As I pulled away from our daycare to take the boys home, Liam told me about his day. All the fun he had with his friends, what he ate for lunch, and how he had put his leg (fully clothed with shoes and socks) into the pool, etc., when he quickly changed the subject. Here's how it went:
Mommy: Why did you put your whole leg in the water?
Liam: I was hot.
Mommy: Well, you could have taken off your shoes and socks first!
Liam: The other Cassie has hair.
Mommy: Yes, she does. But I don't! (saying it with excitement, but feeling a bit panicky)
Liam: Nope, you don't........why not?
Mommy: I have something called Alopecia. Can you say Alopecia?
Mommy: That's right! That just means mommy's body doesn't like my hair, so it makes it go away. But that's okay. I like not having hair.
Liam: Ya! Lots of mommies have hair, but some don't.
Mommy: Yep. Some mommies don't have hair, some daddies don't have hair, some kids don't have hair. Just like some people have red hair, or blonde hair, or brown hair. I just don't have any!
Liam: Mommy, I like you with no hair!
*This is the point where my heart melts*
Mommy: Thank you honey. I love you, just the way you are, too!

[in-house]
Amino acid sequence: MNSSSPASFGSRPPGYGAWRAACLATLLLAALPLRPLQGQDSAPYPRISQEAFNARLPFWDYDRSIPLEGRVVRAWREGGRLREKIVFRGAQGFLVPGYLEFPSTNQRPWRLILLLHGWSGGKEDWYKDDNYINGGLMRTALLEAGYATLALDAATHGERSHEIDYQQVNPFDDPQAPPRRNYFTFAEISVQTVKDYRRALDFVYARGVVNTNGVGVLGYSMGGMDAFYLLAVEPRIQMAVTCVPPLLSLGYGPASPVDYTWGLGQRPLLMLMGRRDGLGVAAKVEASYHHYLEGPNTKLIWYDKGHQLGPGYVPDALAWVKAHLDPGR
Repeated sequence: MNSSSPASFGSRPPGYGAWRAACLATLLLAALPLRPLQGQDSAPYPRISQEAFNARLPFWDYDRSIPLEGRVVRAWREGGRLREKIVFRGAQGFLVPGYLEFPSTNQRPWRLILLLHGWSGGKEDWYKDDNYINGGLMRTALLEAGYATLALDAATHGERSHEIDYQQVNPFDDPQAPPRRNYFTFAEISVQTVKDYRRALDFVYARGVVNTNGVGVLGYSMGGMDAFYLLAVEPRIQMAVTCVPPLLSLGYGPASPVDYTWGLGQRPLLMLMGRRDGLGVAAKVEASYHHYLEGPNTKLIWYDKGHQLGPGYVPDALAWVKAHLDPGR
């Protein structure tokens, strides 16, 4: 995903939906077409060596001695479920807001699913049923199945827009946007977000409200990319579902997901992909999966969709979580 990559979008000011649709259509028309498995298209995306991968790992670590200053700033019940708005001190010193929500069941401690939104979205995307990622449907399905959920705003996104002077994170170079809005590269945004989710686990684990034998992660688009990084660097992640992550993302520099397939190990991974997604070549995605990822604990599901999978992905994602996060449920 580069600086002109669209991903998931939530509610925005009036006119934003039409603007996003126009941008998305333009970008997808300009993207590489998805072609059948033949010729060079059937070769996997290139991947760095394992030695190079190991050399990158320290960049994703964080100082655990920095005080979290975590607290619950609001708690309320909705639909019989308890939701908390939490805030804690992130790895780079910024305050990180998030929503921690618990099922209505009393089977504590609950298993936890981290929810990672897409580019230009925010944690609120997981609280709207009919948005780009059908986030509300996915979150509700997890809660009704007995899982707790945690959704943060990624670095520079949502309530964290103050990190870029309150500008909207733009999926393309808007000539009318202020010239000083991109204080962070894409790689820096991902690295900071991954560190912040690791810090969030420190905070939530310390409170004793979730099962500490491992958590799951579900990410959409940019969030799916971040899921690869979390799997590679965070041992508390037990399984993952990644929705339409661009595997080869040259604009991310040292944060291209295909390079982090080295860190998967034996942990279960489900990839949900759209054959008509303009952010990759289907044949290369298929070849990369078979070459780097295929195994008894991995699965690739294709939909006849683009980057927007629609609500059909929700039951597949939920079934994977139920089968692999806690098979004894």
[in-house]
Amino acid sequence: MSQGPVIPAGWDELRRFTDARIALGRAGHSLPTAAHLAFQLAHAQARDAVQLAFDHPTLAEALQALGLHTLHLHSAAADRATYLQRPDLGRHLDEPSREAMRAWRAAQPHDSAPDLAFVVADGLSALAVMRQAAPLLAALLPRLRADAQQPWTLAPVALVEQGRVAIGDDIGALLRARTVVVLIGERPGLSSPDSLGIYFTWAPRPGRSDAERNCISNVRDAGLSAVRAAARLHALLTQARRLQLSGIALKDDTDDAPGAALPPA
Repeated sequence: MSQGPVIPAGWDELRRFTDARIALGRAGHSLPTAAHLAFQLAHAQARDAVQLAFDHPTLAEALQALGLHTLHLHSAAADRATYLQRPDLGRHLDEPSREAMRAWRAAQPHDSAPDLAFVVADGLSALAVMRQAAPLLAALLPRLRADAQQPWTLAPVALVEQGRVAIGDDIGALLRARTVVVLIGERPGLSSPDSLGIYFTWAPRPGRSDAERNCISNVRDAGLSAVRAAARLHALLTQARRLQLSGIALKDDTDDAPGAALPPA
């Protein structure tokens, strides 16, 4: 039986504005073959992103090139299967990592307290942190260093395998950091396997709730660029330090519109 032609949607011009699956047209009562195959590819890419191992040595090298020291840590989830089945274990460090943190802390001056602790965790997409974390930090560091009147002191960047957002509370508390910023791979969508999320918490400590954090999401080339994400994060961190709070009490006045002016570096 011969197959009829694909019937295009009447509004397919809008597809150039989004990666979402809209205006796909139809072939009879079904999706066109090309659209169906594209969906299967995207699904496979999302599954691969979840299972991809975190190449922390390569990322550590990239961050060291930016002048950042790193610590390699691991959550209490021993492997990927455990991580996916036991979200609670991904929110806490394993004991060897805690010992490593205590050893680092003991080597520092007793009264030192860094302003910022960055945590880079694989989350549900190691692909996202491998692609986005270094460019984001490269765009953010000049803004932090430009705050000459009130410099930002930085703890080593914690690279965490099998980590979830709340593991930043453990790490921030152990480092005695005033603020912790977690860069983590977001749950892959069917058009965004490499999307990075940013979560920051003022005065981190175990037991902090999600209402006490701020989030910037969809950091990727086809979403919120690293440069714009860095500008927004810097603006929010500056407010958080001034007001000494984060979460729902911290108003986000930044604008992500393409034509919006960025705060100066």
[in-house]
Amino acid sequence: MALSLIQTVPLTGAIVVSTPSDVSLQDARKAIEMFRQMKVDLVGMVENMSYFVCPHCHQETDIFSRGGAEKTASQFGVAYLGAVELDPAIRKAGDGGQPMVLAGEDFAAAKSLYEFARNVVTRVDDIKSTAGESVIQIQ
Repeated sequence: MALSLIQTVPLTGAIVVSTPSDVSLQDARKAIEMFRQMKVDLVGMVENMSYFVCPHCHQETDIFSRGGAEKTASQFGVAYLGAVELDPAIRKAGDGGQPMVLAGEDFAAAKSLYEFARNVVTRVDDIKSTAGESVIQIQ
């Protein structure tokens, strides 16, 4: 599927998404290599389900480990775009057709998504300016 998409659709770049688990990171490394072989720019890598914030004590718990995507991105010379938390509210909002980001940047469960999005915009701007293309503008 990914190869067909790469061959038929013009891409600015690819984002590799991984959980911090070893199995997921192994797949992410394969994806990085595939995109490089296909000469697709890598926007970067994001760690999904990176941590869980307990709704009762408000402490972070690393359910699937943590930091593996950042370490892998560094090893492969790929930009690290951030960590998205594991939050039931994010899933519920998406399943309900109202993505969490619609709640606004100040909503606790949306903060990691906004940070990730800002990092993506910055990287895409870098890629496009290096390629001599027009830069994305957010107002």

I have known for quite some time that Liam would notice my differences sooner or later, that the questions from the kiddos at his new preschool would prompt comments, and that I would have to explain why. I was worried about how he would respond, whether or not me being different would make him feel differently about me, that he would be ashamed or embarrassed of his mommy, and about how I would help him understand without making it a big deal. I saw this conversation as a potential "glass shattering" moment (for my friends who watch How I Met Your Mother), that he would never think of me the same way.
I should have never worried about it. My son loves me for me. Just as my students, he looks past my lack of hair, and sees me. He is so smart and understanding. He already knows what parts of a person are important. I'm so proud to call him my son, and I can't wait to see how his empathy and respect for others, and their differences, grows as he does.
|Liam and his bald mama|